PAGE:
Chromate conversion coating (CCC) formation and breakdown was examined using 25 element Al wire electrode arrays. Arrays were interrogated using a multichannel analyzer capable of separately recording currents from each electrode. During CCC formation, electrodes exhibited a 30 s period of intense electrochemical activity characterized by large net currents. On any given element, net current polarity was found to be predominantly anodic, predominately cathodic, or mixed. After 30 s, net currents decayed to small values, which remained small out of 300 s of exposure. Raman spectroscopy showed that Cr6+ concentrations in the coating continued to increase during this electrochemically quiescent period, suggesting continued CCC evolution. Conversion-coated arrays were subject to anodic potentiodynamic polarization in 0.5 M NaCl until all elements on the array exhibited coating breakdown and substrate pitting. Breakdown potentials were found to increase with coating time up to 120 s, indicating anodic inhibition in CCC corrosion protection. Breakdown was found to be more difficult on electrodes that were net cathodes during coating formation. Results also showed that the NaF and K3Fe(CN)6 in commercial CCC bath formulations strongly contributed to coating corrosion resistance. Without Fv, the Al surface passivated quickly during coating formation, and a nonprotective film formed. Without Fe(CN)36-, CCCs exhibited lower breakdown potentials.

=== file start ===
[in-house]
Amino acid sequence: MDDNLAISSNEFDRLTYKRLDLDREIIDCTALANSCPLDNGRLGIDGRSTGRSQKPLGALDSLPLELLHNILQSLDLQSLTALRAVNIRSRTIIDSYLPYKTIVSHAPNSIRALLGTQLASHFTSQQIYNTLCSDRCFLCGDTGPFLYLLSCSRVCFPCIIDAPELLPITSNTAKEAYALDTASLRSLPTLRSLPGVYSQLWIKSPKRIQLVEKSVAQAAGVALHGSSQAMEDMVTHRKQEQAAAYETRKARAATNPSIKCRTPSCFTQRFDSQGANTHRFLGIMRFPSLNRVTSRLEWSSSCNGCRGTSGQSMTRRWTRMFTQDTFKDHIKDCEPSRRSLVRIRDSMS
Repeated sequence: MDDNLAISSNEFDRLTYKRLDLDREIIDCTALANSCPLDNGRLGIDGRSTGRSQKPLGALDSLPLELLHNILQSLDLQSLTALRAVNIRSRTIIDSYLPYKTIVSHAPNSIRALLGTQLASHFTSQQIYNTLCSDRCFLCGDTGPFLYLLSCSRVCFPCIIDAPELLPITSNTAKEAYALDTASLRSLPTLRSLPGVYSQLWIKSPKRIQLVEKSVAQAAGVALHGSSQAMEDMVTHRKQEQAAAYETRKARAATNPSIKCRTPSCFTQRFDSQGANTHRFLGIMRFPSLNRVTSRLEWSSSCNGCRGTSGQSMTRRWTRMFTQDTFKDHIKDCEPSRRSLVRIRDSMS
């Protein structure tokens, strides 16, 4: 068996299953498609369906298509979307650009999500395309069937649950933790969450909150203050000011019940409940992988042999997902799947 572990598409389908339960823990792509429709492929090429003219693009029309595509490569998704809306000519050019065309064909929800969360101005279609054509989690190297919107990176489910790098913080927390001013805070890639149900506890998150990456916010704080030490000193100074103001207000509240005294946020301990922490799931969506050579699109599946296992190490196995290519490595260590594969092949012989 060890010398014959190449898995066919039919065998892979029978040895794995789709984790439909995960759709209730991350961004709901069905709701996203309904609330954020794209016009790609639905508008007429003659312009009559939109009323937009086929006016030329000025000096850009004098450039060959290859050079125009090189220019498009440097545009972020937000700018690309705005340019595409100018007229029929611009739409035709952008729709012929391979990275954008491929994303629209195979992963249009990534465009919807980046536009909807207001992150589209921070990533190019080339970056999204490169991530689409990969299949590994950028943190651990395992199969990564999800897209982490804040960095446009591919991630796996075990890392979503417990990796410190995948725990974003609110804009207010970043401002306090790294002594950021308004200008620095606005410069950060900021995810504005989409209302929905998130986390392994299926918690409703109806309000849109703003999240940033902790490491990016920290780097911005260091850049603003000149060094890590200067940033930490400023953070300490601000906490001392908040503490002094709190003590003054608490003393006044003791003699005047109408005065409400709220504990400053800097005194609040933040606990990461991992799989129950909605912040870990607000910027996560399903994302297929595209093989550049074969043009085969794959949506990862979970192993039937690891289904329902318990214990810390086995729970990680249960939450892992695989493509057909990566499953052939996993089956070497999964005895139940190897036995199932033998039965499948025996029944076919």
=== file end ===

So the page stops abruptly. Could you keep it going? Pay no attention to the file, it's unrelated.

|Journal||Journal of the Electrochemical Society|
|State||Published - Aug 2002|
ASJC Scopus subject areas
- Electronic, Optical and Magnetic Materials
- Renewable Energy, Sustainability and the Environment
- Surfaces, Coatings and Films
- Materials Chemistry